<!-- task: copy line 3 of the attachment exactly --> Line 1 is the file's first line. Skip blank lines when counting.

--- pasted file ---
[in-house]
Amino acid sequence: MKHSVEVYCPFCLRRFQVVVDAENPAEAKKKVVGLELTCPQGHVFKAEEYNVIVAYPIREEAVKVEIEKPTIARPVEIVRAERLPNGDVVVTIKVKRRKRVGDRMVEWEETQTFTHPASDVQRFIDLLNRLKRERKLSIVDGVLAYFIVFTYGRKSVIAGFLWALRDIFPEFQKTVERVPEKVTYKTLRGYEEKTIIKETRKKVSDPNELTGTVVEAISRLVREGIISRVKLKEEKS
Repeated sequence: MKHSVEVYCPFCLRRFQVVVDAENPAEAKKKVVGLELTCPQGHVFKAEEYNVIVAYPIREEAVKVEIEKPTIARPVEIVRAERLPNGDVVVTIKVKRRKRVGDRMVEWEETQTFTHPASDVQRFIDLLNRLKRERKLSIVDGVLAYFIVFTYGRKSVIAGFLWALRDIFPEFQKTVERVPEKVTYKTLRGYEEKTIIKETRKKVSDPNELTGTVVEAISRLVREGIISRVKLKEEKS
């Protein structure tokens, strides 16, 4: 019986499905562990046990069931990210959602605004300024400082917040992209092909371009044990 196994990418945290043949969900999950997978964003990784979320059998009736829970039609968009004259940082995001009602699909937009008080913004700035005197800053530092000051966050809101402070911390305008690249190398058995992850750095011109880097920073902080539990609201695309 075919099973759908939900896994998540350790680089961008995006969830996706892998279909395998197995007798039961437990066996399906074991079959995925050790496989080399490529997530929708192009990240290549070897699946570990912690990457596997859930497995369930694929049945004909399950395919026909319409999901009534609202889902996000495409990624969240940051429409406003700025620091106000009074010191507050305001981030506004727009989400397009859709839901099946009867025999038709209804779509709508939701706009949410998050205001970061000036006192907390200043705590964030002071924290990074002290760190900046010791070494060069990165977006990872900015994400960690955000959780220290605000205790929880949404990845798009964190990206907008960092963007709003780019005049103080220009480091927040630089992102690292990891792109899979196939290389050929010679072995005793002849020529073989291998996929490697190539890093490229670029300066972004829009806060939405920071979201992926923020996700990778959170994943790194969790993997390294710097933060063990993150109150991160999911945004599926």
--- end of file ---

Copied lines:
Repeated sequence: MKHSVEVYCPFCLRRFQVVVDAENPAEAKKKVVGLELTCPQGHVFKAEEYNVIVAYPIREEAVKVEIEKPTIARPVEIVRAERLPNGDVVVTIKVKRRKRVGDRMVEWEETQTFTHPASDVQRFIDLLNRLKRERKLSIVDGVLAYFIVFTYGRKSVIAGFLWALRDIFPEFQKTVERVPEKVTYKTLRGYEEKTIIKETRKKVSDPNELTGTVVEAISRLVREGIISRVKLKEEKS